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A nurse administers an injection on the first day of the Ebola vaccine study being conducted at Redemption Hospital, formerly an Ebola holding center, on February 2, 2015 in Monrovia, Liberia. Twelve people were given injections Monday, out of a planned 27,000 people in the Monrovia area. The clinical research study is being conducted jointly by the U.S. National Institutes of Health (NIH), and the Liberian Ministry of Health. The Ebola epidemic virus has killed at least 3,700 people in Liberia alone, the most of any country, and nearly 9,000 across in West Africa. In background of photo is Dr. Clifford Lane, Clinical Director of the U.S. National Institute for Allergy and Infectious Diseases. (Getty Images)
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Nurses take a blood sample from Emmanuel Lansana, 43, the first person to take part in the Ebola vaccine trials being conducted at Redemption Hospital, formerly an Ebola holding center, on February 2, 2015 in Monrovia, Liberia. Lansana, a physician's assistant, was the first of 12 people given injections, out of a planned 27,000 people in the Monrovia area. The clinical research study is being conducted jointly by the U.S. National Institutes of Health (NIH), and the Liberian Ministry of Health. The Ebola epidemic virus has killed at least 3,700 people in Liberia alone, the most of any country, and nearly 9,000 across in West Africa. (Getty Images)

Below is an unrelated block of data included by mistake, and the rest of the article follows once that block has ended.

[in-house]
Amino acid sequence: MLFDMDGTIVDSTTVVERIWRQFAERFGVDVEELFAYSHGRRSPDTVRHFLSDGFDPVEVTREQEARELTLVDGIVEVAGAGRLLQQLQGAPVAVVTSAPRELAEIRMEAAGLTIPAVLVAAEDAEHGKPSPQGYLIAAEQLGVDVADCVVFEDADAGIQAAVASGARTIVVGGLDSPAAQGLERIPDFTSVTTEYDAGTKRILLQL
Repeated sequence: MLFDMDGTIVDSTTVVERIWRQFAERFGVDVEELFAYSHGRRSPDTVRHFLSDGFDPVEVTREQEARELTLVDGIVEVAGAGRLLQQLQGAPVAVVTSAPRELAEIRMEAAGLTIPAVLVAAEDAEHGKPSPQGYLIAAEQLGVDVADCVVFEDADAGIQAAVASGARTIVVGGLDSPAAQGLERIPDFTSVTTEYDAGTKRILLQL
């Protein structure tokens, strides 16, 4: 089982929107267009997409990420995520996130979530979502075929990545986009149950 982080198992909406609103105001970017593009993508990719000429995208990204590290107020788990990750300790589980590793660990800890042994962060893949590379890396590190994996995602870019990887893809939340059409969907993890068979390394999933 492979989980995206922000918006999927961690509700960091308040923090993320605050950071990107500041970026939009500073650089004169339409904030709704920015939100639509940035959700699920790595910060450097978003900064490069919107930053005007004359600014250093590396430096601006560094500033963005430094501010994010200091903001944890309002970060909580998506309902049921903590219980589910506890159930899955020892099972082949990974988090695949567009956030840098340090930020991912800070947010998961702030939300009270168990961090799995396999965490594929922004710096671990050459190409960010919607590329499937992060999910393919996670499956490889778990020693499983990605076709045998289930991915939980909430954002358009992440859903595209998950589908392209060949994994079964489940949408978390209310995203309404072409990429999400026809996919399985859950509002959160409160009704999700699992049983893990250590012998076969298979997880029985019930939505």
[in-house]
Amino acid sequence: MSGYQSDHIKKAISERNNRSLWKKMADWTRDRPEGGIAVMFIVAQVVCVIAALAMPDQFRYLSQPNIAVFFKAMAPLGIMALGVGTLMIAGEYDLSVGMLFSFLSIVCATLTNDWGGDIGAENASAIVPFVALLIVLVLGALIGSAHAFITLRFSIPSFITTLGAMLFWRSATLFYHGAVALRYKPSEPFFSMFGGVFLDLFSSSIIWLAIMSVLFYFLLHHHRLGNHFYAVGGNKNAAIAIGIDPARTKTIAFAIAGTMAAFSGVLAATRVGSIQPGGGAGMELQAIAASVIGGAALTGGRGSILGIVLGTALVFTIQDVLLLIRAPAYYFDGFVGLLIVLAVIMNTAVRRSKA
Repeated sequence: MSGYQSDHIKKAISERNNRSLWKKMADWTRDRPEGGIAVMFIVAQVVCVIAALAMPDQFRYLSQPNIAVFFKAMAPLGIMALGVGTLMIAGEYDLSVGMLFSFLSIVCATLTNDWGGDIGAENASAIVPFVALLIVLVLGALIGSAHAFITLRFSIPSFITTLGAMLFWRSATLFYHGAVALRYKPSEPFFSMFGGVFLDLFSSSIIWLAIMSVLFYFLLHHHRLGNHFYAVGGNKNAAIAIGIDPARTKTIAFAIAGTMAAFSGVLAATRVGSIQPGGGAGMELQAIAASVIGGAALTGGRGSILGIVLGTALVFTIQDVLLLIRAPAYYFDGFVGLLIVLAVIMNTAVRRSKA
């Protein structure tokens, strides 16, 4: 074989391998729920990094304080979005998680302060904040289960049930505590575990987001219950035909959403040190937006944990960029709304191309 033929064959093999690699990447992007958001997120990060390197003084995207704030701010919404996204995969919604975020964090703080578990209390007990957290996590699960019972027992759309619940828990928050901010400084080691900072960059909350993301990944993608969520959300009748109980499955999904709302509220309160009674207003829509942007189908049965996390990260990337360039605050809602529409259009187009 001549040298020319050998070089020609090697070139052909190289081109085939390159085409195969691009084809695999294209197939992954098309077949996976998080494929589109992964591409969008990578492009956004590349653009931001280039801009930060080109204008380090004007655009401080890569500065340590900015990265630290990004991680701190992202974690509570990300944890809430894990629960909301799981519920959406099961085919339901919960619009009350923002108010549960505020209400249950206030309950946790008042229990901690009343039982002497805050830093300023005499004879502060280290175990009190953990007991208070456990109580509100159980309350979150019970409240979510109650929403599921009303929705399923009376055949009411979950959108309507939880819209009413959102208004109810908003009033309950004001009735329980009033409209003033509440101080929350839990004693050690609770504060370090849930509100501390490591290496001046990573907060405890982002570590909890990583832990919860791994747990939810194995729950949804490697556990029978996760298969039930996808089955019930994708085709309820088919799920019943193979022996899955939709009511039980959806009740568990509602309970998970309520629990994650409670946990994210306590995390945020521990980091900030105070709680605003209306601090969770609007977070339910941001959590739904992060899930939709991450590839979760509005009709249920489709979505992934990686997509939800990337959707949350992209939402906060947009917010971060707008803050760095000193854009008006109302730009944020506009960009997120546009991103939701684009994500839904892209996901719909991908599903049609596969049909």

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A doctor displays Ebola vaccines to be given in the vaccine trials which were launched at Redemption Hospital, formerly an Ebola holding center, on February 2, 2015 in Monrovia, Liberia. Twelve people given injections on the first day, out of a planned 27,000 people in the Monrovia area. The clinical research study is being conducted jointly by the U.S. National Institutes of Health (NIH), and the Liberian Ministry of Health. The Ebola epidemic virus has killed at least 3,700 people in Liberia alone, the most of any country, and nearly 9,000 across in West Africa. (Getty Images)